Halitosis and football

By - Bad Breath Expert

SUMMARY:  On the gridiron, some players' halitosis has become the stuff of legend.

Posted: April 24, 2012

halitosis national football league

In the National Football League, some men win glory as long passers, nimble receivers or huge linemen. Still others are famed for their bad breath. As you might imagine, it's easy to smell another player's halitosis when he's right up in your face. Here are a few anecdotes about oral odor taken straight from the mouths (so to speak) of former NFL players.

- Mel Blount was tough. As one of the most feared cornerbacks of his era, his specialty was bringing wide receivers down hard, often in a way that would get a player flagged today. In Neil Reynolds' book Pain Gang, former receiver Mike Shumann recalled having to face Blount on his very first play as an NFLer. "I was a nervous wreck," he recounted, "and he had this bad breath. He said to me in his deep bass voice, 'Where you going, son?'" Ultimately, Shumann avoided getting flattened by Blount (or his halitosis). However, Blount's career took a hit when the NFL instituted a rule against harassing the receiver - which they kindly named the Mel Blount Rule.

- In Eric Noe's book The Greatest Football Stories Ever Told, former Cowboys wide receiver Peter Gent recalled lining up in the tunnel just prior to a game: "A fat bald man with bad breath and a walkie-talkie lined up the defensive starters," he recalled. "He belched loudly, then said something into the walkie-talkie. Moments later an electronic voice introduced our team to a chorus of boos." Such strange moments (along with much salty language) later appeared in Gent's novel, North Dallas Forty.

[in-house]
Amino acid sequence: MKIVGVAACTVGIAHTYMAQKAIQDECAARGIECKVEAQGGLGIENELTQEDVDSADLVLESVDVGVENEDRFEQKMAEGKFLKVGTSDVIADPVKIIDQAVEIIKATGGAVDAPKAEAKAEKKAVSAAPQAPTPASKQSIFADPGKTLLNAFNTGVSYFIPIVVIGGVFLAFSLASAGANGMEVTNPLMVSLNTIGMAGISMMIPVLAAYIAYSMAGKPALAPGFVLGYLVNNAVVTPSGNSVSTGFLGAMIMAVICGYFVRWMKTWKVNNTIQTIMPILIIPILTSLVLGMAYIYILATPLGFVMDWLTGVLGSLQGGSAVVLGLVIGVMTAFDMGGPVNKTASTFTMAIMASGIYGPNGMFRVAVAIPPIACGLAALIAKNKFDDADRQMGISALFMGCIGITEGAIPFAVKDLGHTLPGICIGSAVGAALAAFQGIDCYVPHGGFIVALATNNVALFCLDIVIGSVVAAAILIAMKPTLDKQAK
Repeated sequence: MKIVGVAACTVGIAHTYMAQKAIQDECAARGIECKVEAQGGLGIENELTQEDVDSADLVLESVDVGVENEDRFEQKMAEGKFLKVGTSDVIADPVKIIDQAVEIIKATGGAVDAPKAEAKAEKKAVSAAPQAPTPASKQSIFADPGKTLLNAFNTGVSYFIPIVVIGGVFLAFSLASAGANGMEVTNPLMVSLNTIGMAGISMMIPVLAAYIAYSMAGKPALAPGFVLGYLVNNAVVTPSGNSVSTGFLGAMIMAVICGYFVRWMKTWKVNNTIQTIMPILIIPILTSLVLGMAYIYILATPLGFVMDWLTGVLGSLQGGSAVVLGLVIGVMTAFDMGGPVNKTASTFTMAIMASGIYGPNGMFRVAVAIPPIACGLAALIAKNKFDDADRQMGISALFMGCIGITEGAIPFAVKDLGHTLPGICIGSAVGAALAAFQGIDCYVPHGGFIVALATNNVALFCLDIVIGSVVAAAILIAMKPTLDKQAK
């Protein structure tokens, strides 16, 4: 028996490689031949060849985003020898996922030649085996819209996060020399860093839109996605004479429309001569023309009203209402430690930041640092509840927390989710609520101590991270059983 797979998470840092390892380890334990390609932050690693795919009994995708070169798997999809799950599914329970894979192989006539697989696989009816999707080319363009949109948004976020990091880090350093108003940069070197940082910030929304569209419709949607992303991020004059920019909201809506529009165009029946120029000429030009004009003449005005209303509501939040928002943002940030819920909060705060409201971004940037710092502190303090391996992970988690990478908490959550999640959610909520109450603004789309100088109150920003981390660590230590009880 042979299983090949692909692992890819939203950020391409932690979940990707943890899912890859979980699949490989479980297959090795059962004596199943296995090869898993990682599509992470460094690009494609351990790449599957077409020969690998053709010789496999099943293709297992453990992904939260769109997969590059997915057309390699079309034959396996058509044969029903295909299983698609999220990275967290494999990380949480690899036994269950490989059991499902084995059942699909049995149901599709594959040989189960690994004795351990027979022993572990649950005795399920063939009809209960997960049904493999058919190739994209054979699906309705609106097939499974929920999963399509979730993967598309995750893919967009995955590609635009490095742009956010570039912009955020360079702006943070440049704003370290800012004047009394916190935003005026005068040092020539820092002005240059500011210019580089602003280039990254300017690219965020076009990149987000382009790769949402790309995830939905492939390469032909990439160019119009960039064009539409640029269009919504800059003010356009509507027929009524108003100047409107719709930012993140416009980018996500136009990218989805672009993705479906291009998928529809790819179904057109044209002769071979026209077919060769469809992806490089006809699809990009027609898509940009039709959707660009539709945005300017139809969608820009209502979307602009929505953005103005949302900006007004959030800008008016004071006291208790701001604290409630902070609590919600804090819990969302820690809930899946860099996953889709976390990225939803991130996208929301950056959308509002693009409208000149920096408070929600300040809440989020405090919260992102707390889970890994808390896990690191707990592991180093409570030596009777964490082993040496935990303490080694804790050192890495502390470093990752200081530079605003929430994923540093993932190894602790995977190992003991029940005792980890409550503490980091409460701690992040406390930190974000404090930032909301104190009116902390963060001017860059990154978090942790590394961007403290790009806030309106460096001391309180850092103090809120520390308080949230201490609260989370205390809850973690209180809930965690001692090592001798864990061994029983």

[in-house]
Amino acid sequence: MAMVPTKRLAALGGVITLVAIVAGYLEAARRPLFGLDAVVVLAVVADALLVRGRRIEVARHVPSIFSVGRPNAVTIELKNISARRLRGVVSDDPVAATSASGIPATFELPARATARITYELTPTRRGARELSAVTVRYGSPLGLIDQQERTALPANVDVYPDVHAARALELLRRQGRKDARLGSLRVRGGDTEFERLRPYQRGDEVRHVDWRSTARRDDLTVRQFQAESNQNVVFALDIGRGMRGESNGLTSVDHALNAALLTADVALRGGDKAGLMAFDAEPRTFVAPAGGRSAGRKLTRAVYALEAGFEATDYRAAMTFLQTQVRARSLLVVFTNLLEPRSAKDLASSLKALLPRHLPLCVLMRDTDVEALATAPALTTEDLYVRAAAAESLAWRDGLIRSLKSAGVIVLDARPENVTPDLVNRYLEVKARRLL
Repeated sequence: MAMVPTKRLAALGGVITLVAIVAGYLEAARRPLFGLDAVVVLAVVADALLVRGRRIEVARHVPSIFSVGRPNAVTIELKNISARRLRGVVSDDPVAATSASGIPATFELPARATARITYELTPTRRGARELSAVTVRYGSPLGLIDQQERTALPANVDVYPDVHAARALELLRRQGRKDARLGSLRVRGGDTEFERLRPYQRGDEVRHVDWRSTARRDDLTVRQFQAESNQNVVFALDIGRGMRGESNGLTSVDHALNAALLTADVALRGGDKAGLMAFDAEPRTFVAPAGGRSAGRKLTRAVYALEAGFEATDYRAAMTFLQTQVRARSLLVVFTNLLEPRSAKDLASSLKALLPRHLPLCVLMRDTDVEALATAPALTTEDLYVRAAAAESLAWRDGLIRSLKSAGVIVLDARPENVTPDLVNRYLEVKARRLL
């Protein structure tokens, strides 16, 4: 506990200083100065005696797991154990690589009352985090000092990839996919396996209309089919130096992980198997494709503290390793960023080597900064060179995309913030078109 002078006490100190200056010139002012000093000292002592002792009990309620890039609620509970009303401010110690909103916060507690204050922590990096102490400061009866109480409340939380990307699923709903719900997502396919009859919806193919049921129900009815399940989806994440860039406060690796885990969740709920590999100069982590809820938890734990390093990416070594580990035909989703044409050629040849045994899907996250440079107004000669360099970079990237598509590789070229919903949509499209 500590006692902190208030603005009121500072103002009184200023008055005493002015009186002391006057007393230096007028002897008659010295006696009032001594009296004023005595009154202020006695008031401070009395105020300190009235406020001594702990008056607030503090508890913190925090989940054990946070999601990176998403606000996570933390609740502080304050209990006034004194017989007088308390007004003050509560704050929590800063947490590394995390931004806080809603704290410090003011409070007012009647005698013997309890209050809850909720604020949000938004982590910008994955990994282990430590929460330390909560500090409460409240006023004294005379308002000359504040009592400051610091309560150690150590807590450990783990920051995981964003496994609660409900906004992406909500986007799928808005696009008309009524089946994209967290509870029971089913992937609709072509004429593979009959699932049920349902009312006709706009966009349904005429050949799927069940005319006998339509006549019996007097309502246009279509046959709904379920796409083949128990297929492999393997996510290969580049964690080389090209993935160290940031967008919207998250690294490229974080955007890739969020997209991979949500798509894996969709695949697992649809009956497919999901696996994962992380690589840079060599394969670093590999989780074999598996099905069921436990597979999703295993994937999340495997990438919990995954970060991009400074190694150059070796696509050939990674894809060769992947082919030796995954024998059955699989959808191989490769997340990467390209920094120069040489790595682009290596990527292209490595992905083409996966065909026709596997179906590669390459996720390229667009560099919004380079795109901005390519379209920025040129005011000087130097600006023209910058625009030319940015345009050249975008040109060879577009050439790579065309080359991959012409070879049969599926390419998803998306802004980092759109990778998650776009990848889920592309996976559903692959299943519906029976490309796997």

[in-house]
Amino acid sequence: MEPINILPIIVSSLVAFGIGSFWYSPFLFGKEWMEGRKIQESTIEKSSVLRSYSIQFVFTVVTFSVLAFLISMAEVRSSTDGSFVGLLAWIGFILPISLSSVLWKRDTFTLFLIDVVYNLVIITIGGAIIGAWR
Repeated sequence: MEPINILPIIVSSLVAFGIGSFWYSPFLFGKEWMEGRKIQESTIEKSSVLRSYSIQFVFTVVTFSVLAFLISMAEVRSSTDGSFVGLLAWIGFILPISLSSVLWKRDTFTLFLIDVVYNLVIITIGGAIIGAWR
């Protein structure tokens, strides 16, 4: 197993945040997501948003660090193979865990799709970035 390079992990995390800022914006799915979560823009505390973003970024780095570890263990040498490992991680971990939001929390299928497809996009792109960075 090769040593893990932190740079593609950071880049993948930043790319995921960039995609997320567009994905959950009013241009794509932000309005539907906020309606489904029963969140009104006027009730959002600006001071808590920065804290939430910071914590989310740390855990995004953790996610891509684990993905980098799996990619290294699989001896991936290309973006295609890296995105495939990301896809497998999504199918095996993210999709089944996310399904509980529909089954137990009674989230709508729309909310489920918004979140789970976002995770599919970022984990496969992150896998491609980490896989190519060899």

- In his autobiography, former referee Jerry Markbreit recalled some words of wisdom from friend and colleague Tom Kellehan: "Your breath smells. Go rinse with mouthwash before you go out. You don't want to have bad breath when you talk to the coaches." Markbreit's sole comment on the matter is that "only a close friend would venture that kind of advice."

Why is bad breath so common in football? There are two main causes. The first is all the aerobic exercise, which gets athletes panting and dries out their mouths. Without saliva to stop them, bacteria can crank out odor. The other cause is something that no NFL player can do without: a mouthguard. This plastic tooth protector unfortunately acts like a Petri dish, harboring billions of microbes.

Kellehan was right. Before halitosis is a problem on the field, it's best to have a good rinse with an alcohol-free specialty breath freshening mouthwash.

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